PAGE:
Big Tiger Trout / Fat Cutthroat

Originally planning to head south for pig brookies, my buddy Keoni and I made a wise decision to avoid the big storm forecast for that area.  Instead of trying to jig and fly fish in gusting winds and snow at a small pond, we ultimately chose to go and hassle some test tube babies and beautiful cutthroat at another lake with a better weather outlook.

Arriving very early, we were the first people at the lake.  The air was very cold and frost covered the ground.  Ice had formed at the inlet and extended out about thirty feet.  The float tubes would remain in the car, we decided.

Not wasting any time, we got busy throwing hardware in the shallows near the outflow, but couldn't get anything to strike.  A second vehicle motored in and parked at a spot near mid-lake when we thought it best to relocate near the inlet.  It was a good move.

Right away, I picked up several healthy cutthroat on the Blue Fox.

They're really putting on weight, these days.  That last one was the smallest fish of the day for me.  I'm used to catching much smaller cutts from the lake.

It was too shallow and weedy for Keoni to work his Lucky Craft, so he moved to an area with a better drop off, where many fish were visible and cruising close to shore.

Joining Keoni, the cruisers weren't cooperating with either of us and I chose to make my way down the shore to my favorite hump, where I'd previously had a lot of success for big tiger trout.

The tigers didn't want to bite anything for quite awhile, but many were cruising by in groups of up to four at a time.  The smallest tiger I saw was likely about 18" and many were substantially larger.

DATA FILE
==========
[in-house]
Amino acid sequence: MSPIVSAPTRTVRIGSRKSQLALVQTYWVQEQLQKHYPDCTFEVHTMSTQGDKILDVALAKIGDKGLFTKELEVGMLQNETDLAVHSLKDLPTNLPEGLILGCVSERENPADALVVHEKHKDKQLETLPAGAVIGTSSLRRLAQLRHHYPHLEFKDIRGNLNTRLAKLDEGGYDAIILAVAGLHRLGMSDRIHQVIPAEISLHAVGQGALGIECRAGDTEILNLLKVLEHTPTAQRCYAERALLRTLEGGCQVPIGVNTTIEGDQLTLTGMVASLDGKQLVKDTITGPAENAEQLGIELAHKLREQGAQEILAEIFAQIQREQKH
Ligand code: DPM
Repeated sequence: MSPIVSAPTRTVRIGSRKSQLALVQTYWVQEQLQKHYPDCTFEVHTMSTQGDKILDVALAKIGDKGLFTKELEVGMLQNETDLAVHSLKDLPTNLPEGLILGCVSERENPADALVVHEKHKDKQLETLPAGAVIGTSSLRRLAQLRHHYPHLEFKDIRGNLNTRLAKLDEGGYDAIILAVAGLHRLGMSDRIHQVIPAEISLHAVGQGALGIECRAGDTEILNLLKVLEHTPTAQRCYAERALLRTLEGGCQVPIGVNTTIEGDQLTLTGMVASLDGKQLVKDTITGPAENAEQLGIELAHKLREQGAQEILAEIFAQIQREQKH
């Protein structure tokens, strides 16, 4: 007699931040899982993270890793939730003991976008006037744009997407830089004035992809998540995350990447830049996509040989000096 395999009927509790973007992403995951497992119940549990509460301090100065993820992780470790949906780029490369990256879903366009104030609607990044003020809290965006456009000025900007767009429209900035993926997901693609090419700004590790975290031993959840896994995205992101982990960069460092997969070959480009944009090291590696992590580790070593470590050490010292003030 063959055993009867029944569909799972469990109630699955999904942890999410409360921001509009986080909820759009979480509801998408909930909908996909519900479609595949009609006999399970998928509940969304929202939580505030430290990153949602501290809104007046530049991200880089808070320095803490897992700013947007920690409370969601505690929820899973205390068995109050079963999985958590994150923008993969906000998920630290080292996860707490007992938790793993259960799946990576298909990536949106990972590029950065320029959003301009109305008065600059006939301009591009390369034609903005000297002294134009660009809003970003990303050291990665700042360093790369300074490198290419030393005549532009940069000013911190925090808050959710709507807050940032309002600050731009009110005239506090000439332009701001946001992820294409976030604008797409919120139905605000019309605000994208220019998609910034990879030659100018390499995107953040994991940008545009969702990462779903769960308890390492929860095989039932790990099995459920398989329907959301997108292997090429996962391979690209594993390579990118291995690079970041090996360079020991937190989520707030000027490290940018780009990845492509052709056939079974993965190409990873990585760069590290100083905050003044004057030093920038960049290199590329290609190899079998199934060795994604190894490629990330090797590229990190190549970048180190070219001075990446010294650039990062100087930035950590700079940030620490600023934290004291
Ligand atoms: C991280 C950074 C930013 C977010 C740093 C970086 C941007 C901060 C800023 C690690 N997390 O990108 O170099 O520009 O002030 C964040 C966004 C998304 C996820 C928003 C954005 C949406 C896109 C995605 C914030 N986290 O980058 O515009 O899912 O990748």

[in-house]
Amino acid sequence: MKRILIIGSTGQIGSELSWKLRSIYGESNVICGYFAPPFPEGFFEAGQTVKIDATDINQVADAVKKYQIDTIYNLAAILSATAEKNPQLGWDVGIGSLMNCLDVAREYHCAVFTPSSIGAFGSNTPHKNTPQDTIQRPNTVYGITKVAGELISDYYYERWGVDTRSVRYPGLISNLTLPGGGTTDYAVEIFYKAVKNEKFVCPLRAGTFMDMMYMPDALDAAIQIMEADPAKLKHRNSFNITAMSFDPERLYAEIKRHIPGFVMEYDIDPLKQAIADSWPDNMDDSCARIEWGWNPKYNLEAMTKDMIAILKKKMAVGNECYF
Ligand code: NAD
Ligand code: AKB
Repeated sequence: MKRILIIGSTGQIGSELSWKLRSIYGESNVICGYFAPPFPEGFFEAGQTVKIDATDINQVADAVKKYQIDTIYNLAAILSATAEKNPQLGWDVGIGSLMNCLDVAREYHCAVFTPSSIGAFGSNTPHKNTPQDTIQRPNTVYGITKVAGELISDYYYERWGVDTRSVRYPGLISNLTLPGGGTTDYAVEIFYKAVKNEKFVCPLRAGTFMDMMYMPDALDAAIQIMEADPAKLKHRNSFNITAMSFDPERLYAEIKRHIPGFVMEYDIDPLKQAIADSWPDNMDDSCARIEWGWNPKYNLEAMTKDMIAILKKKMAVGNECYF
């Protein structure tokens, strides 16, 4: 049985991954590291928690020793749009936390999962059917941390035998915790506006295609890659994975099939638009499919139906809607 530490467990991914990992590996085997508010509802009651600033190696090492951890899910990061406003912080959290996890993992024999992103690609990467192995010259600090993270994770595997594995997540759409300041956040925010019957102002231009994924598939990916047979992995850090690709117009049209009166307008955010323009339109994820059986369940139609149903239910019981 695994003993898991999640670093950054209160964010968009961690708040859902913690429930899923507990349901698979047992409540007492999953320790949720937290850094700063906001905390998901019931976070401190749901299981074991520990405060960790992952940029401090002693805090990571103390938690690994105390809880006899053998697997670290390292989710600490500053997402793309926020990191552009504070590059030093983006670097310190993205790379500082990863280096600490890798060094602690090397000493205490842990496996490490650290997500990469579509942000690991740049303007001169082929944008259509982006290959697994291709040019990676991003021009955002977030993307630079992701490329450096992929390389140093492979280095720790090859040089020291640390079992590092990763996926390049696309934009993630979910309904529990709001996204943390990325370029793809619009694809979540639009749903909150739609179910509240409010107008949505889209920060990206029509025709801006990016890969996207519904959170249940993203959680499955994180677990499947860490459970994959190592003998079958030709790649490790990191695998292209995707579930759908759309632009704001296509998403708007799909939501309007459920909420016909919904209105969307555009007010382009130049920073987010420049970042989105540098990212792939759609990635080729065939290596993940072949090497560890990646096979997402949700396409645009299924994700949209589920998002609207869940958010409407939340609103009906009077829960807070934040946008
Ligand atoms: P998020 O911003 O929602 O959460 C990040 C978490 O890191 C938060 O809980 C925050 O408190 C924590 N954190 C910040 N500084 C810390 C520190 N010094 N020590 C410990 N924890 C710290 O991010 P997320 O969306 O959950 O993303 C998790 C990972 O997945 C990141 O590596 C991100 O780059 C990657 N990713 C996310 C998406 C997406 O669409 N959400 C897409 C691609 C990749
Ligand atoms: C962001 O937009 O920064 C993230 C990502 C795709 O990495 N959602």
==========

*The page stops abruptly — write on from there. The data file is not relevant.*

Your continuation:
Finally, I got one to bite a J-11 Rapala (firetiger pattern) that I had found on the shoreline of Deer Creek, the week before.

Not bad.  Not the biggest one in the lake, but it gave a good tug and filled up my hand nicely.

The other fish in the area would only give chase without striking, so I switched to the fly rod and did some sight fishing.  

Dropping a tiny black chironomid below a killer caddis, I was able to get another female of similar size and a brightly colored male before my lucky 'mid broke.

Once my productive fly broke in half, I sifted through my fly box in search of another.  Sadly, my supply of those was exhausted and nothing else I had seemed to work.

Meanwhile up the shoreline, Dr. Kauwe was putting on a clinic (Keoni's a professor at BYU):

Nice fish!  Looks like it's been caught a few times already with that crooked smile.

He had been catching quite a few fish while I was away, so I missed a lot of photo ops.  Apparently, his largest catch was even bigger than the last one pictured.  He had a very good day and caught his personal best tigers, twice over.

The rest of my time at the lake was a frustrating bout of rejection with the picky tigers.  Bouncing flies off their snouts couldn't even provoke a reaction.  It was rough and my bugs weren't doing the trick.

Finally, I switched back to the trusty Blue Fox and picked up one last cutthroat before we took off.

It was a great day and we were both glad to have avoided the awful weather we initially planned to endure at the brookie pond.  Thanks to Keoni for the good company on another excellent adventure in Utah.

Happy Fishing, Humans.

Some Background...


Why not go jogging, hit the gym, start a garden or whatever it is that normal humans do? What's so fascinating about these slimy little creatures that live in the water?

Fishing is a bit more to me than a hobby or a sport. It's an essential part of life that helps me connect with the Earth in ways similar to the long-practiced traditions of mankind. Wherever man has had a water source, there has been fishing.

It's only natural.

Happy Fishing, Humans.